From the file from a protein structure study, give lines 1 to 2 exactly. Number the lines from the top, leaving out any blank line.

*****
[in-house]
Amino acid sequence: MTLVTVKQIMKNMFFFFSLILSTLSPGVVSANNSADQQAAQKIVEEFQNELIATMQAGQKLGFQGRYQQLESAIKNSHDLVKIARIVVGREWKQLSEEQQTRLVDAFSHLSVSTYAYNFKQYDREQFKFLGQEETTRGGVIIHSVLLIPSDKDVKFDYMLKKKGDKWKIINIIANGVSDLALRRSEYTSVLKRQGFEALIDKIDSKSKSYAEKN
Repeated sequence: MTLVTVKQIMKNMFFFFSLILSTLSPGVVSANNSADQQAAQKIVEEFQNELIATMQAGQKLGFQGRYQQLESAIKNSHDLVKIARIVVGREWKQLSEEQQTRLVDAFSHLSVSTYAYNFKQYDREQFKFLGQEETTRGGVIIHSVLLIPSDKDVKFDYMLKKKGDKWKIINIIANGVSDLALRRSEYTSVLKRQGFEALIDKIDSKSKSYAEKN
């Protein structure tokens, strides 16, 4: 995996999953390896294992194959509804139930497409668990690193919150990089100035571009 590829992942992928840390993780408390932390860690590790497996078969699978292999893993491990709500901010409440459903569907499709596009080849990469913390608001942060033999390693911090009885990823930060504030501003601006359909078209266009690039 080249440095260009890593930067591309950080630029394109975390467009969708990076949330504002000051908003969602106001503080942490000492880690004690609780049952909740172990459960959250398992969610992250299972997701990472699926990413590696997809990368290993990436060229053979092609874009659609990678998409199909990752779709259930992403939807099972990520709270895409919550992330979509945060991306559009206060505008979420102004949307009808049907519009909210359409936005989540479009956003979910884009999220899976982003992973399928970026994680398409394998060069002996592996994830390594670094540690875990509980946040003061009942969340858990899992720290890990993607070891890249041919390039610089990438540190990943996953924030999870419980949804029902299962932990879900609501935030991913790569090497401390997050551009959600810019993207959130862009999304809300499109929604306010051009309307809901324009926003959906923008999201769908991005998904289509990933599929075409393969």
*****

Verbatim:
[in-house]
Amino acid sequence: MTLVTVKQIMKNMFFFFSLILSTLSPGVVSANNSADQQAAQKIVEEFQNELIATMQAGQKLGFQGRYQQLESAIKNSHDLVKIARIVVGREWKQLSEEQQTRLVDAFSHLSVSTYAYNFKQYDREQFKFLGQEETTRGGVIIHSVLLIPSDKDVKFDYMLKKKGDKWKIINIIANGVSDLALRRSEYTSVLKRQGFEALIDKIDSKSKSYAEKN